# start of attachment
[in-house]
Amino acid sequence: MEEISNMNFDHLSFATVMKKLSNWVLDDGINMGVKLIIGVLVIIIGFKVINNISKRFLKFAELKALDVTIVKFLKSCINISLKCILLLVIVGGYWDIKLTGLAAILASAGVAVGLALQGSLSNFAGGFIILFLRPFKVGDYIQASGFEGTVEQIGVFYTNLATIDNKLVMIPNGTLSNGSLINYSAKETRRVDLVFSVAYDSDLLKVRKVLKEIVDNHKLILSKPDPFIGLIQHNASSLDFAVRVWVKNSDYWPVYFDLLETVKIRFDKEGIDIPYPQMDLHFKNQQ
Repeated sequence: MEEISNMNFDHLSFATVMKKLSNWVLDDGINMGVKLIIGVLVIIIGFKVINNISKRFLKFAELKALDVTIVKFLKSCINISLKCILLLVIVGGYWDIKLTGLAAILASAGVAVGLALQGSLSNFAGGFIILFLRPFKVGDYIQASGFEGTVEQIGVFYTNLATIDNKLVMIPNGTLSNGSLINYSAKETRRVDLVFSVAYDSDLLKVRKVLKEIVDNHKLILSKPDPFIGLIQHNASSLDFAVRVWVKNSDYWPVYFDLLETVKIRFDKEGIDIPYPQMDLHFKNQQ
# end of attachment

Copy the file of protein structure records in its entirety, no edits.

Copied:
[in-house]
Amino acid sequence: MEEISNMNFDHLSFATVMKKLSNWVLDDGINMGVKLIIGVLVIIIGFKVINNISKRFLKFAELKALDVTIVKFLKSCINISLKCILLLVIVGGYWDIKLTGLAAILASAGVAVGLALQGSLSNFAGGFIILFLRPFKVGDYIQASGFEGTVEQIGVFYTNLATIDNKLVMIPNGTLSNGSLINYSAKETRRVDLVFSVAYDSDLLKVRKVLKEIVDNHKLILSKPDPFIGLIQHNASSLDFAVRVWVKNSDYWPVYFDLLETVKIRFDKEGIDIPYPQMDLHFKNQQ
Repeated sequence: MEEISNMNFDHLSFATVMKKLSNWVLDDGINMGVKLIIGVLVIIIGFKVINNISKRFLKFAELKALDVTIVKFLKSCINISLKCILLLVIVGGYWDIKLTGLAAILASAGVAVGLALQGSLSNFAGGFIILFLRPFKVGDYIQASGFEGTVEQIGVFYTNLATIDNKLVMIPNGTLSNGSLINYSAKETRRVDLVFSVAYDSDLLKVRKVLKEIVDNHKLILSKPDPFIGLIQHNASSLDFAVRVWVKNSDYWPVYFDLLETVKIRFDKEGIDIPYPQMDLHFKNQQ